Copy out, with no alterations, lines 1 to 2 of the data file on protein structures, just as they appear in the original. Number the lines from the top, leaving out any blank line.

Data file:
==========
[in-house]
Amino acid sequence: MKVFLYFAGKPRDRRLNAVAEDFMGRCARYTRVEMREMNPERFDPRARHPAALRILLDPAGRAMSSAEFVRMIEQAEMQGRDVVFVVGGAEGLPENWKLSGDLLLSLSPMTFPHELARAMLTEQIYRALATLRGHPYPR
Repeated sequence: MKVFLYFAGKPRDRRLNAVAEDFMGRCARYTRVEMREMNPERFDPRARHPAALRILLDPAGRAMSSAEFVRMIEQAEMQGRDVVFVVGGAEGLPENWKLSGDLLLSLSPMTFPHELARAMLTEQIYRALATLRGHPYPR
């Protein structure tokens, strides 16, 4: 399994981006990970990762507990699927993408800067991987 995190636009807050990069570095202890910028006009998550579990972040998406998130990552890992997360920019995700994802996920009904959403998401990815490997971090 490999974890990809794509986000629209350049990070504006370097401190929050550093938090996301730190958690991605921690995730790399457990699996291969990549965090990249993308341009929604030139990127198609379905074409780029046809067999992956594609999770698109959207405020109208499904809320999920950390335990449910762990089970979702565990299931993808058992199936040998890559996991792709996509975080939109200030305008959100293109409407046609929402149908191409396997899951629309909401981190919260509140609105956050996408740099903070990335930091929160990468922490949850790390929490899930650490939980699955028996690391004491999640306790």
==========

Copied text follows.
[in-house]
Amino acid sequence: MKVFLYFAGKPRDRRLNAVAEDFMGRCARYTRVEMREMNPERFDPRARHPAALRILLDPAGRAMSSAEFVRMIEQAEMQGRDVVFVVGGAEGLPENWKLSGDLLLSLSPMTFPHELARAMLTEQIYRALATLRGHPYPR